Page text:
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JohnC

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  1. The one thing that I have observed about KA is that he is transparent. He has made no secret about what his philosophy is in rebuilding a team. Overall, I have been impressed by how he has operated. He is not going to panic when things go wrong or reach for short-term solutions. His model is the Carolina model where the talent is spread around. The primary criticism I have had with him is that I believe that he got blindsided with the Ullmark negotiation. In my mind he wrongly assumed that he was going to re-sign. He simply didn't have an adequate backup plan for the UFA goalie. I feel that this offseason he is going to be more attentive to having options for that position. In my opinion KA is not the type of GM who is going to make dramatic moves. (The Kane discussion doesn't resonate with me, at least for now, because it seems to fall outside his mostly build from within plan. He took over the job having a blueprint and has steadily and steadfastly followed the script that he put together. Overall, I'm happy with how he has run and guided this formerly troubled franchise.
  2. There isn't a poster here who has addressed the goalie issue more than I have with the possible exception of@Thorny. It's gotten to the point where a faction of the population here find me nauseatingly repetitive and insufferable. I don't necessarily disagree with their judgment. ☠️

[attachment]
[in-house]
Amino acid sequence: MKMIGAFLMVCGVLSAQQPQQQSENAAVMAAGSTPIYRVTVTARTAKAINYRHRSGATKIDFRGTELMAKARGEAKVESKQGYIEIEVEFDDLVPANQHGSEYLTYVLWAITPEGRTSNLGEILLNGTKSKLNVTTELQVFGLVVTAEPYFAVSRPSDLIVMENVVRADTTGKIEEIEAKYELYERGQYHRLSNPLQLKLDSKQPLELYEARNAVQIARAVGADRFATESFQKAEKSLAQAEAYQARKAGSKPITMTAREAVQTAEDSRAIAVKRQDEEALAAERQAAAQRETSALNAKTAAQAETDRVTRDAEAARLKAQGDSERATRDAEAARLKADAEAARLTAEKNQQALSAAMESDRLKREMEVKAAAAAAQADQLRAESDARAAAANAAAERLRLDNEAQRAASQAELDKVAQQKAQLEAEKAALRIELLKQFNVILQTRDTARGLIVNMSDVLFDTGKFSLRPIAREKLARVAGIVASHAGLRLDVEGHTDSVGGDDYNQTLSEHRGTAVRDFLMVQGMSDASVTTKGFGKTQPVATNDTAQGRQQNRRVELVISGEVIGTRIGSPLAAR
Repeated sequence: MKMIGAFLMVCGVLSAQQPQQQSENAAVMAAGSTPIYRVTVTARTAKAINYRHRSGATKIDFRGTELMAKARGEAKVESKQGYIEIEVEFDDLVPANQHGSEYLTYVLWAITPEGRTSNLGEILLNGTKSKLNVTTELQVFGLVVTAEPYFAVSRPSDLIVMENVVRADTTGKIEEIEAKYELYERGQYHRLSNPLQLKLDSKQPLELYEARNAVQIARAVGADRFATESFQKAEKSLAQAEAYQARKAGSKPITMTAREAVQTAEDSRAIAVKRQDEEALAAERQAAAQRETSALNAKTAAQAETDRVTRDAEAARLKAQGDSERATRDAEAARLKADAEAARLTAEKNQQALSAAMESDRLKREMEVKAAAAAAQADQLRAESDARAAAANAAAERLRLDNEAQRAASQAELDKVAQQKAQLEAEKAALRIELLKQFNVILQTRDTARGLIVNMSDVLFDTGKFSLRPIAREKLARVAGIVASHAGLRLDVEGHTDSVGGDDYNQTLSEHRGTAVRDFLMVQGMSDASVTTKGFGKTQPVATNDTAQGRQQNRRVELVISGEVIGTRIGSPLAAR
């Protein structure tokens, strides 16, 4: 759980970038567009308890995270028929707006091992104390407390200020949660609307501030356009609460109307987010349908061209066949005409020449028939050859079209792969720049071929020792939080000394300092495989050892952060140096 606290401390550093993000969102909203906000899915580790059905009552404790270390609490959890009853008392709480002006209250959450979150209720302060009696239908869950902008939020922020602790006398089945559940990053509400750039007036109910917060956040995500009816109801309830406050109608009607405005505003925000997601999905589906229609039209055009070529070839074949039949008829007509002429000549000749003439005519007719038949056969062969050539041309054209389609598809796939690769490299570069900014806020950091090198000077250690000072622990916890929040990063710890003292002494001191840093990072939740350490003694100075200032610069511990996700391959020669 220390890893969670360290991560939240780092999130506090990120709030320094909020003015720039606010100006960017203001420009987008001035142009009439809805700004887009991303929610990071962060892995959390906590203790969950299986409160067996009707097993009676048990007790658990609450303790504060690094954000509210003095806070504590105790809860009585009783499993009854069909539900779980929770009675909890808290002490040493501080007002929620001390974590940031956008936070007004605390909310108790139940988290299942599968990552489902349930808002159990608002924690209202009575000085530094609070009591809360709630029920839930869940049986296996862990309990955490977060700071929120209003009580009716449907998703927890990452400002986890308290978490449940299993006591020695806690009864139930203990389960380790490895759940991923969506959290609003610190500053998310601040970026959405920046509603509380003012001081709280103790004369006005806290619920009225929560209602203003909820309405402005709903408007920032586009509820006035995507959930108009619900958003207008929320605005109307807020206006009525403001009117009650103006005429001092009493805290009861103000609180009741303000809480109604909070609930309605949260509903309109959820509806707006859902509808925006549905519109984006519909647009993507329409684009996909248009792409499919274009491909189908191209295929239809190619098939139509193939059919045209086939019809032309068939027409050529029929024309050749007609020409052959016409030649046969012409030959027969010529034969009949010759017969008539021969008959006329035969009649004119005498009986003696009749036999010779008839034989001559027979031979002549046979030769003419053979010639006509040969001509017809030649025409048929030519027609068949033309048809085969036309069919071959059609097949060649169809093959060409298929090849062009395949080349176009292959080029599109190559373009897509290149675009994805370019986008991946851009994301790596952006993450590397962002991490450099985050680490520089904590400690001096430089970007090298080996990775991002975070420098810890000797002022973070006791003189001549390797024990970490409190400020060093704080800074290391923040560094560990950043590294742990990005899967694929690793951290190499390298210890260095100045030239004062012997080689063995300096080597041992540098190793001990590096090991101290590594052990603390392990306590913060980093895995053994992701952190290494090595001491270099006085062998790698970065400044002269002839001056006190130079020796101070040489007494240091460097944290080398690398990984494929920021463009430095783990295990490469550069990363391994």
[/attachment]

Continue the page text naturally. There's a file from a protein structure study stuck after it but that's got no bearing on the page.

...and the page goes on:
3. I don't put all the blame on the organization or the player. I never have. There is enough blame to be shared by all parties. It was an organizational decision to make him a captain. He simply wasn't equipped for that role. I don't give much significance to ROR not being named captain. He, like a lot of other disgruntled players, recognized that there was little chance to experience success in Buffalo. The biggest issue that plagued this franchise and dominated other issues is that this franchise was poorly run. How many coaching and GM changes happened within this short period of time? How good was the drafting or the trades and FA deals? Jack wasn't even with the team when it visibly quit on Krueger who was inflexibly adhering to an outdated system that would never work in today's NHL. I agree to a large extent that the GM decided to remake this roster. And that was the right decision to move forward. However, he didn't fully clear house and start over. Dahlin, Mitts, Cozens and others were kept. If he would have jettisoned all the players he inherited it would have been another grotesque franchise mistake. He identified the players who wanted to be here and be part of rebuild. And from that core he is building on. Too many people are looking to identify the bad guy. The deterioration in relationship between the player and the organization had many facets to it. In the end, his trade to Vegas worked out well for the player and for the franchise. Too many people are invested in chasing the boogeyman bad guy. I'm not one of them.